The Greek Independent Authority of Public Revenues is examining plans to introduce electronic tax account records and electronic billing, the head of the authority George Pitsilis revealed during a speech at the Delphi Economic Forum.
“We must think about the aspect called citizen services because this helps with compliance. In several cases, compliance is difficult for the one wanting to comply,” he said, adding: “In two lines, I have an idea which is not very mature yet, but I will say it. We are talking about e-billing. Should we proceed? In my opinion this is a half-baked thought unless it is combined with electronic tax account records. Information should be recorded once and not three or four times as happens currently. We must simplify this process for citizens, even for the small- and medium-sized enterprises, so that they feel they are gaining from compliance in terms of time and money, and so that we gain as well.”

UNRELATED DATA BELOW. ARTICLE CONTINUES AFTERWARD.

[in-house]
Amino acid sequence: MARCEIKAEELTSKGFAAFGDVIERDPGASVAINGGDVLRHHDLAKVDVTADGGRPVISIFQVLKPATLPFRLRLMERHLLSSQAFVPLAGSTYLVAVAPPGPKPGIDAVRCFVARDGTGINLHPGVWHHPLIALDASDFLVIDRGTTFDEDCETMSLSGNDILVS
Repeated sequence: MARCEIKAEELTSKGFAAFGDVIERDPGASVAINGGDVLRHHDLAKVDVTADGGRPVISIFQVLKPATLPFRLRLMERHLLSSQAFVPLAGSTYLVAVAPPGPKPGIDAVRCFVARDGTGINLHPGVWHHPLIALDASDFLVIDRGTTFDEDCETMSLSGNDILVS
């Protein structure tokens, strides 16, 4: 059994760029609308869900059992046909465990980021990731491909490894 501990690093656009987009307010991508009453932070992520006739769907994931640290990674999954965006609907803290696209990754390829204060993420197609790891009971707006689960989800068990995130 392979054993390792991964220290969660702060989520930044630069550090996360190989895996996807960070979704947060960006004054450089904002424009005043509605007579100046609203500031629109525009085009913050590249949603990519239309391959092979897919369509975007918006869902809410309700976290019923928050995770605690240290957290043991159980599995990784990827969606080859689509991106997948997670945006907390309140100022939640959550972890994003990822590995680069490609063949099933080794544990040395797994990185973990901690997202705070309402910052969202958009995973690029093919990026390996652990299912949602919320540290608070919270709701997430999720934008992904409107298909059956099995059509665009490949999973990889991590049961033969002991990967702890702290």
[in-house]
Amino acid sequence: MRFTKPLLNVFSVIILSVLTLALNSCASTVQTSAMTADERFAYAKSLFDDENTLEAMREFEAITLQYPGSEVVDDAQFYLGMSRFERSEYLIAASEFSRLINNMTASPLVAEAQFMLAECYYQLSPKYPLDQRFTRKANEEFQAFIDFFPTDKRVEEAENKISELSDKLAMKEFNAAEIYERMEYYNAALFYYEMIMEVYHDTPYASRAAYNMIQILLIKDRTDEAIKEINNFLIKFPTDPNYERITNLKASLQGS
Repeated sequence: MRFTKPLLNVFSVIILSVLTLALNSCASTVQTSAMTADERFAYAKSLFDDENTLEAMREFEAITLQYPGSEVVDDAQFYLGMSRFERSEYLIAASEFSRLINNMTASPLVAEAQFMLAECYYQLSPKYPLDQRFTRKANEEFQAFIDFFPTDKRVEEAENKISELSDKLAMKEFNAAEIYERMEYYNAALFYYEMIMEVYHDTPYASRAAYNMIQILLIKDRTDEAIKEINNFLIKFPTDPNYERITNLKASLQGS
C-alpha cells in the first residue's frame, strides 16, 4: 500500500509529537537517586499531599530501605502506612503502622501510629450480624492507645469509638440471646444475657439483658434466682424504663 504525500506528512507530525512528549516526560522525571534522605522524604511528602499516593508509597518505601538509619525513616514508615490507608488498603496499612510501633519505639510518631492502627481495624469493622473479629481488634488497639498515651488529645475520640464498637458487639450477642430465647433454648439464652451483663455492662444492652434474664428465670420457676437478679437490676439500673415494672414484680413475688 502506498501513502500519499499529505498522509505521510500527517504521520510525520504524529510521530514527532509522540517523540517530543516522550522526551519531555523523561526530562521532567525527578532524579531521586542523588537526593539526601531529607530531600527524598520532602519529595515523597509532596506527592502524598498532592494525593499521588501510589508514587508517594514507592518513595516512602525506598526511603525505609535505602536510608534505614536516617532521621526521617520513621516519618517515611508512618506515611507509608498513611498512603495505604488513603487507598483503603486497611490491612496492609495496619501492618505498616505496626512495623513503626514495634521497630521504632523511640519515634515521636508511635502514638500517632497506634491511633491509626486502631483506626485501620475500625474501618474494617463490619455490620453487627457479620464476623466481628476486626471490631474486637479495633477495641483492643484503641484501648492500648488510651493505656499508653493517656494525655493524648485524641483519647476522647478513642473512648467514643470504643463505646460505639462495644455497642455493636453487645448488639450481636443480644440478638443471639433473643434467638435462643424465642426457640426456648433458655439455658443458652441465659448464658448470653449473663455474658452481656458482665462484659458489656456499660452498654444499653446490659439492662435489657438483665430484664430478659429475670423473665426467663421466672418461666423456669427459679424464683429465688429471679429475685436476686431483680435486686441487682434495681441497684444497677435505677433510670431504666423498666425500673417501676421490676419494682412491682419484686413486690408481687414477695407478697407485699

Pitsilis said Greece is at a very good level in terms of exchanging tax information with other countries. “We have been assessed by the OECD as a largely compliant country, along with countries such as the UK, US, Germany, Denmark, and our services work intensively during this period to exploit all the information that comes in,” he said. He added that the challenge was to rapidly develop the knowhow to exploit this information. “This demands a huge investment in human resources and infrastructure. We are in the process of hiring 100 IT staff. The Authority has drafted an IT strategy to be able to deal with this, but it will need a significant reinforcement in infrastructure and human resources”.
Pitsilis said the Greek tax authorities’ credibility was rising, as proved by the result of a voluntary disclosure of incomes programme which raised around 800 million euros in new taxes.
He noted that a change in tax rates was not enough and that the country needed a new culture for taxpayers.